Good News from CMS Region 6

Over the last few months, PSOs, providers and provider associations have been fighting for the Patient Safety and Quality Improvement Act (PSQIA) protections of hospitals in CMS Region 6.  State surveyors had demanded access to PSWP, threatening termination of Medicare participation if they did not get it.  The final outcome is very favorable to PSO participants and is outlined in detail below.  The following information was provided by Chicago attorney Michael Callahan, one of the most active PSO law experts.  His summary outlines the great outcome, but also lays a path for successful advocacy in this sort of situation.

Background:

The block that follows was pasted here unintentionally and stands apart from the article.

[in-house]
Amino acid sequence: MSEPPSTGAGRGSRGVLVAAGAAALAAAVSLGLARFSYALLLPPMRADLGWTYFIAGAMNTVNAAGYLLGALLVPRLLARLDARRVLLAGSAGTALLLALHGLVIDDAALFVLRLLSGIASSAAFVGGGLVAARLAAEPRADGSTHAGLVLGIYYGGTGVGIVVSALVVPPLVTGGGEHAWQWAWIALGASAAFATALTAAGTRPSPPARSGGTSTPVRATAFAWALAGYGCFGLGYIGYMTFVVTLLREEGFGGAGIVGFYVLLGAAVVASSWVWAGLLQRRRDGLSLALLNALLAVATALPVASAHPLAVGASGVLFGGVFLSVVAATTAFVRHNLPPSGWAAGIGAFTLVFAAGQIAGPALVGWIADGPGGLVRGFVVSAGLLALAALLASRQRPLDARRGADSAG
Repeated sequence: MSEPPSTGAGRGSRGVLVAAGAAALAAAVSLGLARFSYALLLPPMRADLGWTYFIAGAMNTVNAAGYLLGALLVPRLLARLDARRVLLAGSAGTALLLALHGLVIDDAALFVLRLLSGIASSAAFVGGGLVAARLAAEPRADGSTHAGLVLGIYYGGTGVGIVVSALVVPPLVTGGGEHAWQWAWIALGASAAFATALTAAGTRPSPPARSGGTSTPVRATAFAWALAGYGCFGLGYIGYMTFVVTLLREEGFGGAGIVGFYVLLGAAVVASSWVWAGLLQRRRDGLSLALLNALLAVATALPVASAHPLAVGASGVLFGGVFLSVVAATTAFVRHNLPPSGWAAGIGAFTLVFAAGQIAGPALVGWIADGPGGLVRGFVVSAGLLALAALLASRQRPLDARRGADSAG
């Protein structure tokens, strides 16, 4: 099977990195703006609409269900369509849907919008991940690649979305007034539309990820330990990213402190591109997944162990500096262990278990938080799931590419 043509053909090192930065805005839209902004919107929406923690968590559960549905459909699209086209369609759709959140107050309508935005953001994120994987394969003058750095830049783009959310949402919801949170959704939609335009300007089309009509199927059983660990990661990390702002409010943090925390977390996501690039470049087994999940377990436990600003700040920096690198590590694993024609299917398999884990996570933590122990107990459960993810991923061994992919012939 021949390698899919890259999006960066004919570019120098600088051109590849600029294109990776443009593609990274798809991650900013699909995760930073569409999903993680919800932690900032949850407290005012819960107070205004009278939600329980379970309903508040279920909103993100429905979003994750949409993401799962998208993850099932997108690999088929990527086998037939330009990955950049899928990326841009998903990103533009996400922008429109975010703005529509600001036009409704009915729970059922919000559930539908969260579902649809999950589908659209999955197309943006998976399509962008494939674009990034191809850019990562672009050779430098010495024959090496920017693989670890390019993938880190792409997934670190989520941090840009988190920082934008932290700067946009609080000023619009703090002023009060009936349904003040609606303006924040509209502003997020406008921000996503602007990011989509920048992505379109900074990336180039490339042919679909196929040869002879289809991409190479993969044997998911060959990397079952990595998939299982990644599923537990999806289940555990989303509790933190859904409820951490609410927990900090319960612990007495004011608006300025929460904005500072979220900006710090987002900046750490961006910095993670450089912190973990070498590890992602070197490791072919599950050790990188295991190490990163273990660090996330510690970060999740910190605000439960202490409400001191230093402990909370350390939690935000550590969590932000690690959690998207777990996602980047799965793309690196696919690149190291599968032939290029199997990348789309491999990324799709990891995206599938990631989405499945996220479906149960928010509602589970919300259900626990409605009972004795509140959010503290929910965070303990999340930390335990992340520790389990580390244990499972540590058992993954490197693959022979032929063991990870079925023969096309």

Last year, state surveyors acting on behalf of CMS Region 6 conducted Federal surveys at four separate health care facilities located in Texas, New Mexico and Oklahoma. Each of these facilities contracted with a PSO. During the on-site investigation, the surveyors requested numerous documents to determine whether the facility was in compliance with the Medicare Conditions of Participation, including information which the facilities identified as PSWP. Despite efforts to inform the surveyors that the requested information was privileged under the Patient Safety Act, each facility received a nearly identical letter from the state surveyors…informing them that their refusal to provide the documents would result in the termination of their Medicare eligibility. These threats were made even though the facilities offered to cooperate with the investigation and to provide the surveyors with non-privileged information which they believed would demonstrate their compliance with the CoPs and QAPI. One surveyor, in response to one of the facility’s assertion of the privilege protections, stated that they were “entitled to see anything they wanted” in carrying out their legal authority. Because none of the hospitals could afford to lose their Medicare eligibility, each of them turned over the privileged materials.